While the city's health agency announced in May that all casinos were required to implement smoking bans on their gaming floors from October 6, the restriction didn't include VIP rooms, said Antonio Ng, an elected Macau lawmaker. Among protesters' demands last week was a call for the ban to extend to these rooms, which are reserved for high-rollers who bet at least HK$5 million per trip.
Casinos have lifted Macau's economy since the colony was transferred to China's rule in 1999. Macau's gross domestic product per capita, measured in current US dollars, increased more than sixfold since the handover to US$91,376 in 2013, making it among the richest territories globally after Luxembourg, Norway and Qatar, according to the World Bank.
Macau's casinos are counting on more growth with all six of the city's operators opening new resorts.
"We'll see the bargaining power of the casino worker union strengthen because of the limited number of labour," said Elio Yu, an associate professor for public affairs at the University of Macau. "The dealers are taking advantage of this and will try to escalate the situation further."
The labour market is tightening. Macau's unemployment rate held at a record low of 1.7 per cent from May to July, government data showed.
The cost of labour will probably rise between 10 per cent and 15 per cent annually in the coming years for the casino companies, according to Deutsche Bank analyst Karen Tang.
Workers are determined to improve their lot. Last week, they marched through Macau waving banners that read: "Share the fruits of economic boom, we fight for a higher pay."
Stopping outside the city's casinos, the protesters blew whistles and chanted slogans. Police officers and security guards put up barricades, with some of them linking hands as they blockaded the casinos' entrances to prevent demonstrators from entering. Chao said 7,000 turned up for the protest, while police put the number at 1,400.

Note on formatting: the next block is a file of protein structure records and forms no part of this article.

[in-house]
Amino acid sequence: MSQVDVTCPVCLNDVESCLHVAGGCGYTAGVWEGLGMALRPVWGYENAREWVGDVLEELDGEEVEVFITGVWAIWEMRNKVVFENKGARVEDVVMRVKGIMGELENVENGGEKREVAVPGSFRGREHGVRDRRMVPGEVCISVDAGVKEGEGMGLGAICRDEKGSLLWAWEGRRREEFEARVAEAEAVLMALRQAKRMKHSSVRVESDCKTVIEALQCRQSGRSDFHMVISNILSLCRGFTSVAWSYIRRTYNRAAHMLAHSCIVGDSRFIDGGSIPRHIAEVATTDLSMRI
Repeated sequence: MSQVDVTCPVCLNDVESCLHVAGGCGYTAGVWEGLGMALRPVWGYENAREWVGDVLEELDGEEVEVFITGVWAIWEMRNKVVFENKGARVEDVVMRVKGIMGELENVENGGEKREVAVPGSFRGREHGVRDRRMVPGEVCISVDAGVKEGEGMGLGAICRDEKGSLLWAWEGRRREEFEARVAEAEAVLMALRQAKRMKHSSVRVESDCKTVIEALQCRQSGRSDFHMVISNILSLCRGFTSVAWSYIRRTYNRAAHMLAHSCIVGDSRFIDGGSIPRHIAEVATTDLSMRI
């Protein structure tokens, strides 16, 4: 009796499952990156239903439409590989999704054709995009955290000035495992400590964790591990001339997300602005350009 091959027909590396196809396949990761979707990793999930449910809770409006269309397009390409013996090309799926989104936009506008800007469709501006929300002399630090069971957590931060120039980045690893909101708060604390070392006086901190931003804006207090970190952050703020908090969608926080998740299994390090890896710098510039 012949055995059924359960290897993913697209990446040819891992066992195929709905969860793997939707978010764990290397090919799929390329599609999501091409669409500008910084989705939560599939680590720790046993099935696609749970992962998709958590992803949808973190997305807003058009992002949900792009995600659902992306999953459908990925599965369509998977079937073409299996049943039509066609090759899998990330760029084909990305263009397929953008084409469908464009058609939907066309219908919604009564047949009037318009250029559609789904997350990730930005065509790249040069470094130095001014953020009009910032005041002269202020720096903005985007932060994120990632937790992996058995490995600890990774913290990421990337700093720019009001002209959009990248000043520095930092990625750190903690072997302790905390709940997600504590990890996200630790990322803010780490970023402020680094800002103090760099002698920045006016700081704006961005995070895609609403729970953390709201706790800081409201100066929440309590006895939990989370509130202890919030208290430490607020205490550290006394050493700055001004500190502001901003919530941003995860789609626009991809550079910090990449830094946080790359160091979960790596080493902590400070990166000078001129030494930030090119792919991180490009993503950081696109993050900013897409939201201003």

Weng Yi-jian, a 45-year-old dealer at Sands China's Venetian casino, joined the rally outside his place of employment. He said his monthly pay had risen by about 6 per cent annually over the last seven years to 19,000 patacas, but that was too slow to keep up with spiraling property prices which rose by tenfold in the past decade.
"I thought being a dealer would allow me to buy a house in a few years; I realised it's just a dream," said Weng.
He chanted with the crowd. "Shame on Sands for bullying workers!"
US fast-food workers to hit restaurants with civil disobedience campaign
McDonald's, Wendy's and other fast-food restaurants in the United States are expected to be targeted with acts of civil disobedience that could lead to arrests today as labour organisers escalate their campaign to unionise the industry's workers.
Kendall Fells, an organising director for Fast Food Forward, said workers in dozens of cities had been trained to peacefully engage in civil disobedience ahead of the planned protests.
Fells declined to say what exactly was in store for the protests in around 150 US cities. But workers involved in the movement recently cited sit-ins as an example of strategies they could use to intensify their push for higher pay and unionisation. Past protests have targeted a couple of restaurants in each city for a limited time, in many cases posing little disruption.
The "Fight for $15" campaign has gained national attention at a time when income disparities have become a hot political issue.
Many fast-food workers make little more than the federal minimum wage of US$7.25 an hour. That equates to around US$15,000 a year for 40 hours a week. Workers are often subject to unpredictable schedules and don't know how many hours they'll be given from week to week, as restaurants try to avoid paying overtime.
The campaign was designed to bring attention to such hardships, which few customers thought about, said Catherine Fisk, a professor of labour law at the University of California in Irvine. She said such actions could help "change the mindset" about fast-food jobs.
Fisk noted that mining and manufacturing jobs were also once considered low-wage jobs with dim prospects. That changed in the 1930s, however, after legal protections for unionising and actions by fed-up workers helped transform the jobs into more middle-class jobs.
The National Restaurant Association said the fast-food protests were attempts by unions "to boost their dwindling membership". The industry lobbying group said it hoped organisers would be respectful to customers and workers during the protests.